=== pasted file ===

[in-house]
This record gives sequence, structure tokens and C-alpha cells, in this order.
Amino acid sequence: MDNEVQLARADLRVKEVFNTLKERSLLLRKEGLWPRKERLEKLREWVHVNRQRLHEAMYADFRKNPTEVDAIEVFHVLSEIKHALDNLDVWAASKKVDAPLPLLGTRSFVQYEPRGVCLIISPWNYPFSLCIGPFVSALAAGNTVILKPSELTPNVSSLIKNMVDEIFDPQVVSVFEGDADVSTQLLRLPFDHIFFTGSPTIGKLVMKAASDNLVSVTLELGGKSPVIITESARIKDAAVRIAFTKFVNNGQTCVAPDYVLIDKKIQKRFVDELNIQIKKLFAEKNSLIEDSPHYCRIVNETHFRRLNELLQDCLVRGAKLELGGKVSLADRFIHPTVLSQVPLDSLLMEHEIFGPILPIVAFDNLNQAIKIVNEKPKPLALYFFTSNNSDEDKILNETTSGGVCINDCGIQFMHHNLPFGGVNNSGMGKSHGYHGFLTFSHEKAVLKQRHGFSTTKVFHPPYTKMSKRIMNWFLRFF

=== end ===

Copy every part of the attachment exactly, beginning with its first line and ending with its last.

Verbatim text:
[in-house]
This record gives sequence, structure tokens and C-alpha cells, in this order.
Amino acid sequence: MDNEVQLARADLRVKEVFNTLKERSLLLRKEGLWPRKERLEKLREWVHVNRQRLHEAMYADFRKNPTEVDAIEVFHVLSEIKHALDNLDVWAASKKVDAPLPLLGTRSFVQYEPRGVCLIISPWNYPFSLCIGPFVSALAAGNTVILKPSELTPNVSSLIKNMVDEIFDPQVVSVFEGDADVSTQLLRLPFDHIFFTGSPTIGKLVMKAASDNLVSVTLELGGKSPVIITESARIKDAAVRIAFTKFVNNGQTCVAPDYVLIDKKIQKRFVDELNIQIKKLFAEKNSLIEDSPHYCRIVNETHFRRLNELLQDCLVRGAKLELGGKVSLADRFIHPTVLSQVPLDSLLMEHEIFGPILPIVAFDNLNQAIKIVNEKPKPLALYFFTSNNSDEDKILNETTSGGVCINDCGIQFMHHNLPFGGVNNSGMGKSHGYHGFLTFSHEKAVLKQRHGFSTTKVFHPPYTKMSKRIMNWFLRFF